As I slowly rebuild the blog's home page inventory, I'm reminded of its original intent:
The snow has clung to every available surface. The most spindly branches of the forsythia have “Vs” of snow, and I can imagine the accumulation, patient and slow, crystal attracting crystal until little pockets formed. I hope this blog will be the same, a slow, patient accumulation of words.
Today I focus on the patience part of this equation. Patience has never been my strong suit. In the little inventory I sometimes take at the end of the day — when could I have been kinder or stronger? — many failures come down to impatience, wanting to check off a box, complete a task, rather than waiting a while, living with the the slight discomfort of uncertainty.

In Letters to a Young Poet, Rainer Maria Rilke wrote, "Be patient toward all that is unsolved in your heart and try to love the questions themselves, like locked rooms and like books that are now written in a very foreign tongue."

That will be my mantra today, to live with what is unsolved, to love the questions themselves.


Thursday, February 22, 2018

What Happened?

Yesterday I wrote my entry as I always do, pushed "publish," and checked to make sure the blog post was there. It was ... but nothing else. Instead of 14 posts on the page, there was only one. The other posts are reachable, but you must click on them from the right-hand column. Not a catastrophe, but not what I wanted to see at the beginning of my day.

It was, as usual, a hectic morning. I was already late. So I came into the office, hoping that when I arrived and checked the blog, it would have magically fixed itself. This is something I believe in, by the way. I've known many appliances that have fixed themselves — phones and computers and maybe, once, an answering machine.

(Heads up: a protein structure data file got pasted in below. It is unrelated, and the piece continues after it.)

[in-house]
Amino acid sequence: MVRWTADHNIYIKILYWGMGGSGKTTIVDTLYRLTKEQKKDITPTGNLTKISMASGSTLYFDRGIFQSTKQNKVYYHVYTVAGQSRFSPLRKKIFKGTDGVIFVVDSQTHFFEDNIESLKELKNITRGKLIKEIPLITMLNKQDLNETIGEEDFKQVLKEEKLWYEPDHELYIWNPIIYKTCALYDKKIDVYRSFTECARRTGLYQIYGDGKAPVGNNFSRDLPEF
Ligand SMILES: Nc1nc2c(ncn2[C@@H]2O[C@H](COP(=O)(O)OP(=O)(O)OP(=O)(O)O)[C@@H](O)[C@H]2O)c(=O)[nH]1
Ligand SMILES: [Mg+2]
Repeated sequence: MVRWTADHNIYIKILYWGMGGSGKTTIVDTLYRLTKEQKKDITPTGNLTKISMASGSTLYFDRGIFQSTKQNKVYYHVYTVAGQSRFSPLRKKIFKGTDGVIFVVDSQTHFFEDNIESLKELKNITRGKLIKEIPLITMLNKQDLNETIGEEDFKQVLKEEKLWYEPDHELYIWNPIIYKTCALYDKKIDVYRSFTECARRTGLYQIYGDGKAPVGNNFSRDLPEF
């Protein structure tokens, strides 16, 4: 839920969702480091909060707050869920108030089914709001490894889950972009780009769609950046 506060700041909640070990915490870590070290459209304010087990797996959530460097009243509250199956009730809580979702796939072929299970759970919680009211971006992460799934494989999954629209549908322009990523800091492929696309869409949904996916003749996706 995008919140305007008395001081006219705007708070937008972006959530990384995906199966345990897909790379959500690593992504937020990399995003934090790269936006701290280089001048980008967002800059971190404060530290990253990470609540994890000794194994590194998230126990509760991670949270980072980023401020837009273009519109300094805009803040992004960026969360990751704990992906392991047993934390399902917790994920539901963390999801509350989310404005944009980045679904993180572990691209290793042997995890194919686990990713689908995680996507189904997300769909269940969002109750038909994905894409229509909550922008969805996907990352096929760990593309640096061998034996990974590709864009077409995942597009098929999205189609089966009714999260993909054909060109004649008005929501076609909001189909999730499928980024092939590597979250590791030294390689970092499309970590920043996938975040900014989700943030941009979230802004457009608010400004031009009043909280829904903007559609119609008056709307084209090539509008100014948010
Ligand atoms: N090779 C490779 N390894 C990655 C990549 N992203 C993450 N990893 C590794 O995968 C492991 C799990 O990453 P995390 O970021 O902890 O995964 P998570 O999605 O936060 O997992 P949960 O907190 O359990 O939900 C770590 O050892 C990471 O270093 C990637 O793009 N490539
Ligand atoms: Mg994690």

This was not one of those times.

So now I'm writing today's post, hoping that when I push "publish," it will appear on the page — along with its 13 lost cousins.

Here goes ...

(Choosing a calm photograph this morning!)


Wednesday, February 21, 2018

Writer's Writer's Writer

James Salter, I read recently, is not just a writer's writer. He is a writer's writer's writer.

I'm not sure exactly what that means, but I like the sound of it. And I agree with it. Here's why:

I had three lives, one during the day, one at night, and the last in a drawer in my room in a small book of notes. There were wonderful things in that book, things that I am unable to write or even imagine again. That they were wonderful was not my doing—I merely took the trouble to put them down.    
The poets, writers, the sages and voices of their time, they are a chorus, the anthem they share is the same: the great and small are joined, the beautiful lives, the other dies, and all is foolish except honor, love, and what little is known by the heart.
Writing is filled with uncertainty and much of what one does turns out bad, but this time, very early there was a startling glimpse, like that of a body beneath the water, pale, terrifying, the glimpse that says: it is there.
 In the darkness the soft hum of the tires on the empty road was like a cooling hand. The city had sunk to mere glowing sky. My own book was not yet published but would be. It had no dimensions, no limit to the heights it might reach. It was deep in my pocket, like an inheritance.

(These passages are from Salter's memoir, Burning the Days. Photo: detail of wall mural from Mission San Xavier del Bac, Tucson, Arizona)